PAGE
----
It's Mother's Day, so the topic of caregivers seems appropriate for the calendar. Whether you are the mother of a PTSDer, or the caregiver, or both the stress of watching someone struggle with symptoms is tough. I marvel that my own mother had the strength not only to watch me struggle to survive a horrific, life-threatening illness, but also to watch me for over 25 years afterward battle this shadow self and all its extreme behaviors. She didn't once crack, abandon me, give up or lose it herself. Thank you, Mom! You are an inspiration in how to handle trauma and its stressful aftereffects. If only I could have been more balanced like you and a little less the PTSD me.
Today's guest post comes from B. Lynn Goodwin on the topic of how caregivers can care for themselves while in the difficult position of helping and supporting someone else.
My Caregiver Experience
Though I have never had PTSD, I know about the havoc that extended stress can cause. For six years, I cared for my mother, who had undiagnosed Alzheimer’s.
My beautiful, proud, stubborn mother clung to her home, even when she could no longer punch the buttons on the microwave or get herself out of bed in the morning. She believed that leaving her home would kill her, believed it with a ferocity that intimidated me. I wanted to honor her wishes and make her healthy again. I hated the fact that her condition was beyond my control, so I did my best to support her, even though I secretly feared that her disease was eating holes in both of our brains.
Why Journaling Helps
I never discussed this fear with anyone. Instead, I turned to my journal. It never argued. It never shamed me, gave irrational praise, or treated me like a nine-year-old. Instead, it accepted my thoughts unconditionally. As my truths spilled out, sentence after sentence, it let me vent, rant, process, plan, analyze, discover, and hope.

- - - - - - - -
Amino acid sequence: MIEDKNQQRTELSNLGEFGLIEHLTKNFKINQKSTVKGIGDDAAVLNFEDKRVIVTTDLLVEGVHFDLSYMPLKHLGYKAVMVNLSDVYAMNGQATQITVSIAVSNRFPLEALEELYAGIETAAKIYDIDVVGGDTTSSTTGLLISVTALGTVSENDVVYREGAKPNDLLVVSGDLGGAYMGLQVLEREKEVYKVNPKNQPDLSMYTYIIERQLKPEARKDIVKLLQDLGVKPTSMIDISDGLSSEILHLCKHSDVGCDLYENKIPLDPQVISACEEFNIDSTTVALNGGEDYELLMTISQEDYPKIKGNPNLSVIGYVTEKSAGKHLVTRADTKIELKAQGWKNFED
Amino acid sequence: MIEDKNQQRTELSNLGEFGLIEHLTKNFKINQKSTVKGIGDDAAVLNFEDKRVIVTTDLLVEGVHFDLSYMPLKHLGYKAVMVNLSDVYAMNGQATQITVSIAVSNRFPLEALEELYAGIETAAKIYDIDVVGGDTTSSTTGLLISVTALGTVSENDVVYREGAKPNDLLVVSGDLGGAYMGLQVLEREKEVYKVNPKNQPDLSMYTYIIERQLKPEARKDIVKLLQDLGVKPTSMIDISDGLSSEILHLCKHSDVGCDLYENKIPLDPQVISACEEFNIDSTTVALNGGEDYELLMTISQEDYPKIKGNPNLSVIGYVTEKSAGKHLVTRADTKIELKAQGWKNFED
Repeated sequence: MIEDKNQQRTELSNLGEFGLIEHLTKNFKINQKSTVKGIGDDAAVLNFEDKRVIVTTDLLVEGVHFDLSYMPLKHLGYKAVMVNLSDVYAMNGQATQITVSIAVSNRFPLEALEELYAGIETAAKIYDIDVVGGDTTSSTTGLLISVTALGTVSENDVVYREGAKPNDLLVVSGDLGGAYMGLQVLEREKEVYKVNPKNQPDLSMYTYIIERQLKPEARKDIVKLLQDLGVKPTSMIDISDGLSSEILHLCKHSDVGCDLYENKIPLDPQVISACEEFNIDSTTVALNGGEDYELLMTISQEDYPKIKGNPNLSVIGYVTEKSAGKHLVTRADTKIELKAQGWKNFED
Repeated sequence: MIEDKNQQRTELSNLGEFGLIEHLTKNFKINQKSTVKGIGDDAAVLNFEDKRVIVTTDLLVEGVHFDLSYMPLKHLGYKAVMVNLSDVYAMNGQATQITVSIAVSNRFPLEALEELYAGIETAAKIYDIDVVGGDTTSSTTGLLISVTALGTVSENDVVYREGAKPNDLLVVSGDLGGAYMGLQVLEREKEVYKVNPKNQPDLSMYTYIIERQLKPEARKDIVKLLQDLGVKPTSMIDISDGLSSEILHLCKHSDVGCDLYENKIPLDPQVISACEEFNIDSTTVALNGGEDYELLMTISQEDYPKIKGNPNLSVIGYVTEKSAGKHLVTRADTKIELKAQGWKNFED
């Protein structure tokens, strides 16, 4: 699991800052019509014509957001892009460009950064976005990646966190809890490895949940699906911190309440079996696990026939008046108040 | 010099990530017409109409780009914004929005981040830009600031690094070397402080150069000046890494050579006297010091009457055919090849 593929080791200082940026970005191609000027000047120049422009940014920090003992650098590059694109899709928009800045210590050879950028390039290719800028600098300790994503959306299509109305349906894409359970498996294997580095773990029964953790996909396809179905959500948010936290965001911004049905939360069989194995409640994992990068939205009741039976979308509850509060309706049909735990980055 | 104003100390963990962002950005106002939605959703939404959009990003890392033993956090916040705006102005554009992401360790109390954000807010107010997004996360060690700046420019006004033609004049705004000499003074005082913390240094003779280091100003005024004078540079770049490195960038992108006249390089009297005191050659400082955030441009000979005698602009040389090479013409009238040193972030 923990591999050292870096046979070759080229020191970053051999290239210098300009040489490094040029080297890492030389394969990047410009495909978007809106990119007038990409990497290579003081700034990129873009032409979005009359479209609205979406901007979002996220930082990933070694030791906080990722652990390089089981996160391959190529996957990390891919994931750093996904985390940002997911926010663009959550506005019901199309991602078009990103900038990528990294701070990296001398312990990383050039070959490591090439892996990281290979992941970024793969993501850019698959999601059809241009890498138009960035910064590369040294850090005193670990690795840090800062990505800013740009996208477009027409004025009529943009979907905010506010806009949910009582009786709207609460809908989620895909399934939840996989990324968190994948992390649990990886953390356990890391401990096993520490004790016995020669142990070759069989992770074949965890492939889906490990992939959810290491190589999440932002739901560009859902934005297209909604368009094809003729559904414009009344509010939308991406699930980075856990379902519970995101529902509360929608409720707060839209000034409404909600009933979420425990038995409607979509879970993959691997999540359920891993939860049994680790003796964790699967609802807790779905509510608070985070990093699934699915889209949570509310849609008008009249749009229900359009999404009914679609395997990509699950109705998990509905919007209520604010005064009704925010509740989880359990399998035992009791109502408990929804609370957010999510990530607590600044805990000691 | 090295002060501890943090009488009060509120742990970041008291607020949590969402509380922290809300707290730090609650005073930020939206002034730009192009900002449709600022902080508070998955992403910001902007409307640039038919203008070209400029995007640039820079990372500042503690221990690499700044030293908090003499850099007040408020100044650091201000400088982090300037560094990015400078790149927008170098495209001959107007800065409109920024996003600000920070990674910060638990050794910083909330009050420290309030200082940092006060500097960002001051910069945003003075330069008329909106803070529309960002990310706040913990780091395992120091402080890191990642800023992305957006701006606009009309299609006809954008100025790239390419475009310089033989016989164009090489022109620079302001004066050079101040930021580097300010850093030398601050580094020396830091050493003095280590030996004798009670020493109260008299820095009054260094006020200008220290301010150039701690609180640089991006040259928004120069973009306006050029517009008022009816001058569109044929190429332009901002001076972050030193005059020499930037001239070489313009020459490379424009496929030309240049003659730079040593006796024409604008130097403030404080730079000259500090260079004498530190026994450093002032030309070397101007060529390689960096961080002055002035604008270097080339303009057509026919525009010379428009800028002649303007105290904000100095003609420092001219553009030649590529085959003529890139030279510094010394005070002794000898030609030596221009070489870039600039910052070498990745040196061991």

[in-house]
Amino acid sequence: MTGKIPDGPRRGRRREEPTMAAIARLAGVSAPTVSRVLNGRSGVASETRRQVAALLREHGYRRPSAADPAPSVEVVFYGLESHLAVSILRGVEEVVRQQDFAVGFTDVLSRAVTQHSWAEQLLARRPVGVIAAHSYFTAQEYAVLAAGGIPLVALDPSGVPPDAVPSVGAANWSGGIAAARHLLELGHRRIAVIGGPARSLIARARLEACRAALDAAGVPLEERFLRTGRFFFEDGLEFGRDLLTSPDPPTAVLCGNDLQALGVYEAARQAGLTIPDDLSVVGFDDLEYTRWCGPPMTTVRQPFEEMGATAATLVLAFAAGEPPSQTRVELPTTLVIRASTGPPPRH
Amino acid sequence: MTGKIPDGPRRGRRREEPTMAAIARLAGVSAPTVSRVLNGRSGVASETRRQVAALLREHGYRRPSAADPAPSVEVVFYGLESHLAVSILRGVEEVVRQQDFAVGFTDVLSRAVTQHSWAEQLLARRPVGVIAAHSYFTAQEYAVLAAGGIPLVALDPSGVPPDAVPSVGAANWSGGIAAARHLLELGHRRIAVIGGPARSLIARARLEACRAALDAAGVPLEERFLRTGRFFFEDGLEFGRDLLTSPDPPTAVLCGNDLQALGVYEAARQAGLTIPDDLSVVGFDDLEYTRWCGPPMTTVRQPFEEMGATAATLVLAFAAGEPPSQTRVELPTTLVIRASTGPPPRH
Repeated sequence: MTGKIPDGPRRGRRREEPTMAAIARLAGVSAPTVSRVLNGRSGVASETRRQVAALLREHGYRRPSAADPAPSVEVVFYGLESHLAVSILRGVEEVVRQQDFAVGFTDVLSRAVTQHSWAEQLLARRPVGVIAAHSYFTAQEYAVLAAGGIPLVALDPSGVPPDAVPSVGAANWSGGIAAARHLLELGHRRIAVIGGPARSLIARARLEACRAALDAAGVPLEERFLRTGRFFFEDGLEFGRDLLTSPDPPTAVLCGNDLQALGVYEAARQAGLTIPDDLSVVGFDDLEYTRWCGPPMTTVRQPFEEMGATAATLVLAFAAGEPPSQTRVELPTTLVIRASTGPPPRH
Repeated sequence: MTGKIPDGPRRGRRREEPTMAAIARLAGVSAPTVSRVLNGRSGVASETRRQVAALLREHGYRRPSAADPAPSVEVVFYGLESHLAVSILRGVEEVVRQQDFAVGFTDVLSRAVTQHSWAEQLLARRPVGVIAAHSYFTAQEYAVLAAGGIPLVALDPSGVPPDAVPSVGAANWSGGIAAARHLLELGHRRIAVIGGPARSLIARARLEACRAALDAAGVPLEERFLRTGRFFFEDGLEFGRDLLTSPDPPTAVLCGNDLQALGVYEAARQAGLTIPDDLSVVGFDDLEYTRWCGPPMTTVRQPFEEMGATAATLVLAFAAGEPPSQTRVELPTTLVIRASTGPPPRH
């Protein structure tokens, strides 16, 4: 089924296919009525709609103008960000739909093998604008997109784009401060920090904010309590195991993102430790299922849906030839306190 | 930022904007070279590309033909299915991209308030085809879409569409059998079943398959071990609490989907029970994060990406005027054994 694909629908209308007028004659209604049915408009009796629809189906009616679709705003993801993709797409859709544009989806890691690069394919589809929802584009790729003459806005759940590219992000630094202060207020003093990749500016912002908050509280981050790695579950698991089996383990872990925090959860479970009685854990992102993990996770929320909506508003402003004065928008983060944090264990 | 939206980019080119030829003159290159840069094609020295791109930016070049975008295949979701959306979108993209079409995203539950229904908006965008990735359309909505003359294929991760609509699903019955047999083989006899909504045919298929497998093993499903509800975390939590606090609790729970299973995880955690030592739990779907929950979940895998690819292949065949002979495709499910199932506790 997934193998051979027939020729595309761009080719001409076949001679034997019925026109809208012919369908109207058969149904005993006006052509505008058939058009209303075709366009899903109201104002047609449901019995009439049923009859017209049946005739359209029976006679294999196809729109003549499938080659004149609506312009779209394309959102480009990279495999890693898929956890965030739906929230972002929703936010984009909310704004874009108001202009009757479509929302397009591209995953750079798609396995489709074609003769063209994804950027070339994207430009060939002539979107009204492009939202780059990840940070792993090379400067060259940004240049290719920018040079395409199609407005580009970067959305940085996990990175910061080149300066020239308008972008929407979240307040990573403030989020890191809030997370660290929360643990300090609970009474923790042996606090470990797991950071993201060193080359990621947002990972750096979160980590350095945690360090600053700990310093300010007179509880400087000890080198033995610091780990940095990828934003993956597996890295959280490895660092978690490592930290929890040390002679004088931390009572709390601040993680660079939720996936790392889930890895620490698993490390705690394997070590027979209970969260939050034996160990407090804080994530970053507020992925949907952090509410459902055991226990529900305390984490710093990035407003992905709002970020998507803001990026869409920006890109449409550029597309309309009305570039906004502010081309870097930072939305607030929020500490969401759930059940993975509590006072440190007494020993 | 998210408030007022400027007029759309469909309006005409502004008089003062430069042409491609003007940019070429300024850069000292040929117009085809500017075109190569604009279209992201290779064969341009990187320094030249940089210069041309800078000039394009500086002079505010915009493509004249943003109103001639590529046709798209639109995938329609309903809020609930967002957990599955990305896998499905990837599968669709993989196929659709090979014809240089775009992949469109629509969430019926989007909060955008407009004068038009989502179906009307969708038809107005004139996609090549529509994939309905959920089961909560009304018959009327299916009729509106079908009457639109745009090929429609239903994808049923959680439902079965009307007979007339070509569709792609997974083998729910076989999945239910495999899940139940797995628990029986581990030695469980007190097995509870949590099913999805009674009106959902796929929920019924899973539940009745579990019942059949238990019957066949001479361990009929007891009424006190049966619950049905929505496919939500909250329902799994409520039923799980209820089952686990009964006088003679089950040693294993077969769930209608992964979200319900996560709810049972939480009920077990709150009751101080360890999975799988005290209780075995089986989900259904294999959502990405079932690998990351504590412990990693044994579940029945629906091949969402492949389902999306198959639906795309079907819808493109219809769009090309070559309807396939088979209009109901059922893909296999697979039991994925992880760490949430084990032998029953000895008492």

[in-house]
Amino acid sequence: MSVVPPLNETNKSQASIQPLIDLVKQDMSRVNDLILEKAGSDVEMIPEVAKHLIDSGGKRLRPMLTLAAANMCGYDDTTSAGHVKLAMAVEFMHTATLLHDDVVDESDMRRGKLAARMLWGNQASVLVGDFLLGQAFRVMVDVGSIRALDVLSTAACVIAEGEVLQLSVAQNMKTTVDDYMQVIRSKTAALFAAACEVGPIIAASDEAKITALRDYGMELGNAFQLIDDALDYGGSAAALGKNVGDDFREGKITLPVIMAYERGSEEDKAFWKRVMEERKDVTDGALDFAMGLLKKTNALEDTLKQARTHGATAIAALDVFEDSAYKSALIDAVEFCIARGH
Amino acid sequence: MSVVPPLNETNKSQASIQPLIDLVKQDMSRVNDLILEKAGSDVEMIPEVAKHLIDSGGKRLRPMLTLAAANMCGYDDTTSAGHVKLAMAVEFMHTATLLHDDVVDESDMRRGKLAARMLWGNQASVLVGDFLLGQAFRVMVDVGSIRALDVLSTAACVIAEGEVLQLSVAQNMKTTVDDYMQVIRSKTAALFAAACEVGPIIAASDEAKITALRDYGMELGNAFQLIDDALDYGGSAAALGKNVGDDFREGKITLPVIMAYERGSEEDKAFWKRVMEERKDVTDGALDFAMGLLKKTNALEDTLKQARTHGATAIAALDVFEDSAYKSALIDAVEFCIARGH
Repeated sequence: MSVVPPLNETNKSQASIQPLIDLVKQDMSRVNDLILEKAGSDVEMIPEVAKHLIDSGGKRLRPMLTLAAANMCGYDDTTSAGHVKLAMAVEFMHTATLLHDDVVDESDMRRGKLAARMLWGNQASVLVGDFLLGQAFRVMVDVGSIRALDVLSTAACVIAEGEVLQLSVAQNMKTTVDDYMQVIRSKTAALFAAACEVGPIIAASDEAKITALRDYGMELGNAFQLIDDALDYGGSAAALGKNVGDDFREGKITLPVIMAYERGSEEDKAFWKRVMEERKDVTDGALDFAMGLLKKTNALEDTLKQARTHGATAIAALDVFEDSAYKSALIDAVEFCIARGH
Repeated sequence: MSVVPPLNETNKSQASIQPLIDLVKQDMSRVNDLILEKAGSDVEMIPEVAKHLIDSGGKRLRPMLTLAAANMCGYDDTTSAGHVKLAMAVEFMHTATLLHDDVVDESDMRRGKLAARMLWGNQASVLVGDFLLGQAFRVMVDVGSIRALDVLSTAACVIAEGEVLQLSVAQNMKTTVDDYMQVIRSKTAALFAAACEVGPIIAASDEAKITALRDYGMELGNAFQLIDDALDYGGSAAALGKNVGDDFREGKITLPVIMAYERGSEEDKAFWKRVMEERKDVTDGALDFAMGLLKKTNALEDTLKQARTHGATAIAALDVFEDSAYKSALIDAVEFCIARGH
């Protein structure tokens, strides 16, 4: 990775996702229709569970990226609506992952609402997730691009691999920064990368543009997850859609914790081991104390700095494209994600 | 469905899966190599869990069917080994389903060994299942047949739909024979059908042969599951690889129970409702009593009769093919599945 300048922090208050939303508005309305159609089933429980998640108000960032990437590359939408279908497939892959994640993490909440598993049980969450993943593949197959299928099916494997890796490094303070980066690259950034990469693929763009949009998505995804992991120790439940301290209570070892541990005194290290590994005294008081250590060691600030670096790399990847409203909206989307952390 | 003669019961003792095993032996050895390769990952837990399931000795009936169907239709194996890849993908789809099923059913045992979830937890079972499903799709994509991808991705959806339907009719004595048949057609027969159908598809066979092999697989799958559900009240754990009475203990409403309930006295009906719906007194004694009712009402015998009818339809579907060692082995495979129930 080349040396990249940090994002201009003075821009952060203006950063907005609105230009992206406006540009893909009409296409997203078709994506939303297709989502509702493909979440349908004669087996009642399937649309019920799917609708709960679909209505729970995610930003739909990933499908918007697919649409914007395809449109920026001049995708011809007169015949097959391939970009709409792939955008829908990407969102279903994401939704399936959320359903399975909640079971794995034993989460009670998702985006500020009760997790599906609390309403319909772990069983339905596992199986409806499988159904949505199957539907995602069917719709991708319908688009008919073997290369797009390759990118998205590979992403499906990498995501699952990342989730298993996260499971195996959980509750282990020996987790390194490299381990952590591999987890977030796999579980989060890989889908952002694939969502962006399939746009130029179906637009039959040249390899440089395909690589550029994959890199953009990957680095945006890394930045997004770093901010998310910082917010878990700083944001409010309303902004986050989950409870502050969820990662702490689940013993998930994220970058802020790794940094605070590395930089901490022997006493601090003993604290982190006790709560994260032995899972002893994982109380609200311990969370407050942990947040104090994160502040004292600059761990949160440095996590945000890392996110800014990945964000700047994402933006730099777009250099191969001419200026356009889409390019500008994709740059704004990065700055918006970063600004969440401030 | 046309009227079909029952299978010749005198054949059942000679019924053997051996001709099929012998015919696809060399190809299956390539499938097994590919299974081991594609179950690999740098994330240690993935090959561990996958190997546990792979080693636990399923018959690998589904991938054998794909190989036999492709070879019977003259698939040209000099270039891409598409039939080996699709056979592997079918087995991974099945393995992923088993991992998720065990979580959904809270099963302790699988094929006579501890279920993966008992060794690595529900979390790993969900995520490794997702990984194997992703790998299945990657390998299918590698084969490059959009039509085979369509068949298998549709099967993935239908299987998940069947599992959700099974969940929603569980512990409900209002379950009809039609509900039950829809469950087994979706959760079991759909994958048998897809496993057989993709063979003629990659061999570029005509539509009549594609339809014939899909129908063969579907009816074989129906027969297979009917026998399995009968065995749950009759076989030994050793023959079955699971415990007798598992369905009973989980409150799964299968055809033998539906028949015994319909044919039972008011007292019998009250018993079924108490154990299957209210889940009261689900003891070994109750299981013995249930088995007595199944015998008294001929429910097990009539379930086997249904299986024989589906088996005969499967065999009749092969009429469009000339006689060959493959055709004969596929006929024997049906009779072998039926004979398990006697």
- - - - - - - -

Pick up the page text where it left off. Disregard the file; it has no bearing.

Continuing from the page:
Now that I am a former caregiver, I understand that journaling gives perspective and restores sanity. It is a lifeline. James W. Pennebaker, Ph.D. has documented that writing saves lives, and I believe it saved mine.
Journaling eliminates mental toxins and deepens awareness. It validates you and honors your worth as a caregiver. It lets the strong, sane, safe, healthy, hopeful parts of you emerge. Do not underestimate its power.
How You Can Begin Journaling
What do you do with a journal if you think you have nothing to say? Sentence prompts help. There are plenty of them in my book You Want Me to Do What? – Journaling for Caregivers. The book is filled with encouragement, instructions, and over 200 sentence starts. If a sentence start says, “Today I feel…” you finish the sentence, write another sentence, and you are journaling. Everyone can do it.
I created the book and also group workshops because journaling helped me process my frustration and isolation and reclaim myself. I’d like to share its power. I offer a five-week workshop, conducted through group e-mails. One participant said, "Writing from the heart seems to be all that is needed." She is exactly right. Another said, "I can't tell you how many things I've sorted out by being able to write them down." Does this sound appealing? The remaining groups in 2009 start on July 14 and October 13.
If you’d like more information about the book or the group, please e-mail me at
(replace (at) with @). Put “Journaling” in the subject box.